The internet and other communication and information processing technologies have provided new ways to accomplish traditional scientific collaborations. Traditional science is very much the product of the Print Age. The goal of traditional collaborations is the generation of scientific results that can be published.

Science collaboration in the wiki ageEdit

Some electronic technologies provide an opportunity for moving scientific collaboration out of the traditional domain outlined above. Key constraints on traditional scientific collaboration arise from the traditional reliance of modern science on printed text. In general, individuals or research groups "own" the observations and results that scientists obtain and produce. Each scientist or group of collaborators decides on personal or group policies about the sharing of scientific results with the larger scientific community. Some scientists adopt a policy of sharing anything they know with anyone else while others share only what they are forced to put into print in order establish priority and obtain recognition and funding.

Technologies such as the internet and wiki software create the possibility of making all science observations and results "open source". The possibility now exists of movement away from the traditional system of personal ownership of data towards a new way of doing science. Individual scientists can now make all of their observations, results, notes and writings available to the world as soon as they are recorded. There are reasons why cultural momentum will restrain scientists from such "open sourcing" of science, but there are also forces in play that could in the future make open science the new dominant paradigm in science.

Within the old Print Paradigm, publication was expensive. Personal and group records were the raw material for generating publications and had to be guarded and kept secret until they could be converted into publications. In the electronic age, publication is cheap: information can be distributed globally simply by placing it on a webpage. Similarly, in the pre-electronic era, collaboration was often restricted by distance and often involved expensive physical relocation of collaborators. In the electronic age, global networks of collaborators are becoming common.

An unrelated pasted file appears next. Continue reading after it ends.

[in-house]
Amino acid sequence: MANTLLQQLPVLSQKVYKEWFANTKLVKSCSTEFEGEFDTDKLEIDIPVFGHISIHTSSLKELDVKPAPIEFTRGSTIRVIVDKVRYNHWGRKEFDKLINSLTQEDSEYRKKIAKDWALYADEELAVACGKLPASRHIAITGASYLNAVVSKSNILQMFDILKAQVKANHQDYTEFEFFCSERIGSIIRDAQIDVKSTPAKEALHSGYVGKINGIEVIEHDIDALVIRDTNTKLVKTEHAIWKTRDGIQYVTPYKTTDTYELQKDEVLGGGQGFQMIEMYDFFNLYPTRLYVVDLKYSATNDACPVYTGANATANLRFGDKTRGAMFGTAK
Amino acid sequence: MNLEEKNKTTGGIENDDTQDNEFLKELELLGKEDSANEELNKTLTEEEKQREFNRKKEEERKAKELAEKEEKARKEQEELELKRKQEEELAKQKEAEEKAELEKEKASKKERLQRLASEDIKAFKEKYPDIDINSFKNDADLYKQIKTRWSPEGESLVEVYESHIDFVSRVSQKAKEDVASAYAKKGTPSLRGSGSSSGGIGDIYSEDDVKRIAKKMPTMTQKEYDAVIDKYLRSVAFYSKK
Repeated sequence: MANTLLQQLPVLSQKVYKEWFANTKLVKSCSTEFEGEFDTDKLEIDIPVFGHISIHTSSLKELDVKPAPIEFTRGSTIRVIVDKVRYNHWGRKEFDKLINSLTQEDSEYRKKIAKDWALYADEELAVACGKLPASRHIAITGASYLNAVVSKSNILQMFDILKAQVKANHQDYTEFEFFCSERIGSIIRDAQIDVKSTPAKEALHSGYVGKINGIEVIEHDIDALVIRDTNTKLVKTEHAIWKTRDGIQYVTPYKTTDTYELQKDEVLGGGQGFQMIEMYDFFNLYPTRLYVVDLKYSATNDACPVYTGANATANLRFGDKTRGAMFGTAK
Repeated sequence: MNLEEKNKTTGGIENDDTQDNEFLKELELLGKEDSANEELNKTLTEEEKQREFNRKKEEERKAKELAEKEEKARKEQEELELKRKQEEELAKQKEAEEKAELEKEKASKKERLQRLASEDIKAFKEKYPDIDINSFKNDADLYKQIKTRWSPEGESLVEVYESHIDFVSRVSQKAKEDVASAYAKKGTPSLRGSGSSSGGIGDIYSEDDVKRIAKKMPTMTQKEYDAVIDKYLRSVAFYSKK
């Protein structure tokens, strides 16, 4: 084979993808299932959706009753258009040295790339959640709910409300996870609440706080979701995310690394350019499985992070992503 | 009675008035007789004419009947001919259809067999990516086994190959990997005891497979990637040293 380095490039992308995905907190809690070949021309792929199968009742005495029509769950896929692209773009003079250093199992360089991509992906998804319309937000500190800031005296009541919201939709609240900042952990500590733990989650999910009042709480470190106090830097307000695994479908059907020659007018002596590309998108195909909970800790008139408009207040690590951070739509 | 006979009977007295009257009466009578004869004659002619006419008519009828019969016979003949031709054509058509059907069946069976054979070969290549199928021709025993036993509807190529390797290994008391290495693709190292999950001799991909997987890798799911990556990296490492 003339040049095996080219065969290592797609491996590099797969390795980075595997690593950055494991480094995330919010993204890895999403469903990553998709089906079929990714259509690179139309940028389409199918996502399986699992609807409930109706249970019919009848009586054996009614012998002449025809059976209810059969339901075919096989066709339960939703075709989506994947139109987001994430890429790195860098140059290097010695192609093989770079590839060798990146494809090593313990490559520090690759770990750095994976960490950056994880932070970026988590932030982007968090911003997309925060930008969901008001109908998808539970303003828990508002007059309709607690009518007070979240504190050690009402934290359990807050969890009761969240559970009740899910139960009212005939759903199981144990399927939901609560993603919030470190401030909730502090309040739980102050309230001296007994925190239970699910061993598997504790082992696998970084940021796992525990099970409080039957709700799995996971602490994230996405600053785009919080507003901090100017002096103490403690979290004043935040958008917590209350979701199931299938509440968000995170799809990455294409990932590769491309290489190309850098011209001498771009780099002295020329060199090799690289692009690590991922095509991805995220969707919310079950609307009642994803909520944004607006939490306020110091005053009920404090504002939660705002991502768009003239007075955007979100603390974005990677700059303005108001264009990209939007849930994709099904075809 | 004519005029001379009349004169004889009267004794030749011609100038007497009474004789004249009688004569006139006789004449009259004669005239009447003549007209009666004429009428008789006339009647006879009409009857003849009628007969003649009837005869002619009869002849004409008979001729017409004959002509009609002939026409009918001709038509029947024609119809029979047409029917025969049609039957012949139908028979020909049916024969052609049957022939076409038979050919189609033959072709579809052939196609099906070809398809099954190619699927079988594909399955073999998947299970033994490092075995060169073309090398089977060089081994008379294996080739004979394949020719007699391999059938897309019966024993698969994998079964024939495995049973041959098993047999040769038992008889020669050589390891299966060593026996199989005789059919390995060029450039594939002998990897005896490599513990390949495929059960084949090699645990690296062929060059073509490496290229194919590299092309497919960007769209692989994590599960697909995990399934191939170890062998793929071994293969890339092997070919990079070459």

Some "big science" projects produce more data than can be analyzed by the scientists directly involved. Data bases are increasingly accumulating vast amounts of data that are available for "data mining" by scientists who access data independent of any formal collaborations. New modes of collaboration become possible by which one individual or a group can generate data and other scientists can be given access to the raw data with the agreement that such "outsiders" will establish a formal collaboration if they start to make use of the data. If scientists can still retain "intellectual" ownership of their data in an open environment and get proper attribution for having generated data, then everyone can benefit from open science. Wiki technology can provide instant time-stamping and archiving of collected data and all steps in the analysis of data, establishing priority and allowing for documentation of scientific productivity. Formal peer reviewed publishing can also take place in wiki format[1].

See also science and wikis for today's practical issues related to science wikis.

ReferencesEdit

  1. ^  For example, see the publishing system at the Academia wikicity.